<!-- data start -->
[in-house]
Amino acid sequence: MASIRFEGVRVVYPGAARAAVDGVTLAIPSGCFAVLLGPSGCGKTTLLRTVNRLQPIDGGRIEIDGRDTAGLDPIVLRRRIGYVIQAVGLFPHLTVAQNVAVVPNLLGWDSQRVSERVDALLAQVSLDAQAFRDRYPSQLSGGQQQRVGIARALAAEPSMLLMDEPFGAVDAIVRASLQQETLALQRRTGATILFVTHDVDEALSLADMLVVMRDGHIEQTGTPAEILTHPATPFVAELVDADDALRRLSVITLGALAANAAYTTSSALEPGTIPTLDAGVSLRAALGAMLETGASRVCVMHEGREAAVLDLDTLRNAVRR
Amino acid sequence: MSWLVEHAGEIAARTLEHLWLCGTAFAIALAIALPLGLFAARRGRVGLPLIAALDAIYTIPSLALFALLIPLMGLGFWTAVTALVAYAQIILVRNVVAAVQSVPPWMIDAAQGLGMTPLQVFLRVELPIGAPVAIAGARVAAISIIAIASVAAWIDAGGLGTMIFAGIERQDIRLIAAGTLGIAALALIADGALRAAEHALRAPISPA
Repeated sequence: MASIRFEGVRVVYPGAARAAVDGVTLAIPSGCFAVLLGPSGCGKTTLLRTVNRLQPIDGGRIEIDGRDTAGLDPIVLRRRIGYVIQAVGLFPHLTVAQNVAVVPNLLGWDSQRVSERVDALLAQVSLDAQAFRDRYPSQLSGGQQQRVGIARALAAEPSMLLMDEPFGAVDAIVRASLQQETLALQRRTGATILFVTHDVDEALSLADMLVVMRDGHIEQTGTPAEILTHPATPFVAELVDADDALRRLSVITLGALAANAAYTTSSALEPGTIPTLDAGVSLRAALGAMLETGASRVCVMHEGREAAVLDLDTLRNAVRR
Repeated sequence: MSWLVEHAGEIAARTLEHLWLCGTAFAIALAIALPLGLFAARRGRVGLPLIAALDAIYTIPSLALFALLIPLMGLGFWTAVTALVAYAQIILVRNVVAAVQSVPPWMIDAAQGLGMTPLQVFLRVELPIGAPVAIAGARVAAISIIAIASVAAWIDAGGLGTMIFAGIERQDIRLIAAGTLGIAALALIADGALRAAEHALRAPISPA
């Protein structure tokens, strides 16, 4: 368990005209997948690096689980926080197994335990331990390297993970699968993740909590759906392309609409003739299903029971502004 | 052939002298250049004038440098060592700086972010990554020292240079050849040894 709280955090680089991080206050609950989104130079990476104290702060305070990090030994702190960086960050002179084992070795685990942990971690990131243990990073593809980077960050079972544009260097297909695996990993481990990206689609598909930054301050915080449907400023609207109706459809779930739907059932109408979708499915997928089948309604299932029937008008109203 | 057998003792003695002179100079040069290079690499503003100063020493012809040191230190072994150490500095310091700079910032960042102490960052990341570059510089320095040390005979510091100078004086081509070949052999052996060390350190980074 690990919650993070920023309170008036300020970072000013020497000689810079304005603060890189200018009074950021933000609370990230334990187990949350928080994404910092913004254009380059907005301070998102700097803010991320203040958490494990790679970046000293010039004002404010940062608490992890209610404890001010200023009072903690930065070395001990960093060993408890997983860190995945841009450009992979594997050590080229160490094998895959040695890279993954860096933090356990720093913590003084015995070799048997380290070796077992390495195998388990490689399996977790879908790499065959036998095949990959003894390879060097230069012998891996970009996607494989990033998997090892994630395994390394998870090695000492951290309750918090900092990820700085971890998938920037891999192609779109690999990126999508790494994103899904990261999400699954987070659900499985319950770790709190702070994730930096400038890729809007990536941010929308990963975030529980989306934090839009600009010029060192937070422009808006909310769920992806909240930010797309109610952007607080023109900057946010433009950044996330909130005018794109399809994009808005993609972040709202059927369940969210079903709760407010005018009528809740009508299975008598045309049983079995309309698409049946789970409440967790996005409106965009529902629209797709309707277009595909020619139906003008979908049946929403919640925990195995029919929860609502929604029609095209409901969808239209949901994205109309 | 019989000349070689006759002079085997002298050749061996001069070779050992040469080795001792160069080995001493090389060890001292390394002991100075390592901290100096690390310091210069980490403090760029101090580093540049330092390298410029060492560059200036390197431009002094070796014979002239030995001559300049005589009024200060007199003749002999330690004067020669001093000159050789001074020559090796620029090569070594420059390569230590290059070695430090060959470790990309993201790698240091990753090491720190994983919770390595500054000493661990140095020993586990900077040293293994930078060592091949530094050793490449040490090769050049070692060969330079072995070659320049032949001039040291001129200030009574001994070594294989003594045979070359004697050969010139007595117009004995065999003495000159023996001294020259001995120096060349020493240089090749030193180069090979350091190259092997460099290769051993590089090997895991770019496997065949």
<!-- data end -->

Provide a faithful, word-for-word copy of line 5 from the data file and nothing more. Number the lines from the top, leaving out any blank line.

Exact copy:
Repeated sequence: MSWLVEHAGEIAARTLEHLWLCGTAFAIALAIALPLGLFAARRGRVGLPLIAALDAIYTIPSLALFALLIPLMGLGFWTAVTALVAYAQIILVRNVVAAVQSVPPWMIDAAQGLGMTPLQVFLRVELPIGAPVAIAGARVAAISIIAIASVAAWIDAGGLGTMIFAGIERQDIRLIAAGTLGIAALALIADGALRAAEHALRAPISPA